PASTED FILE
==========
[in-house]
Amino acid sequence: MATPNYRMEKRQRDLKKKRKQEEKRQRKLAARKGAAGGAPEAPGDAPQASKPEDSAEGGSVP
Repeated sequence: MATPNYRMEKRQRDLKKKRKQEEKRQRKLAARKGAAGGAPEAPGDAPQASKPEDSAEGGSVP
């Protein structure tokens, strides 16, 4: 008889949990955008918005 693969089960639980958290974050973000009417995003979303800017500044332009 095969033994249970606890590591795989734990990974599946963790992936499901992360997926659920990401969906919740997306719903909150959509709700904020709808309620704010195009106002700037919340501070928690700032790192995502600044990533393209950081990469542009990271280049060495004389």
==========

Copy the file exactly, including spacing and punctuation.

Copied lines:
[in-house]
Amino acid sequence: MATPNYRMEKRQRDLKKKRKQEEKRQRKLAARKGAAGGAPEAPGDAPQASKPEDSAEGGSVP
Repeated sequence: MATPNYRMEKRQRDLKKKRKQEEKRQRKLAARKGAAGGAPEAPGDAPQASKPEDSAEGGSVP
């Protein structure tokens, strides 16, 4: 008889949990955008918005 693969089960639980958290974050973000009417995003979303800017500044332009 095969033994249970606890590591795989734990990974599946963790992936499901992360997926659920990401969906919740997306719903909150959509709700904020709808309620704010195009106002700037919340501070928690700032790192995502600044990533393209950081990469542009990271280049060495004389």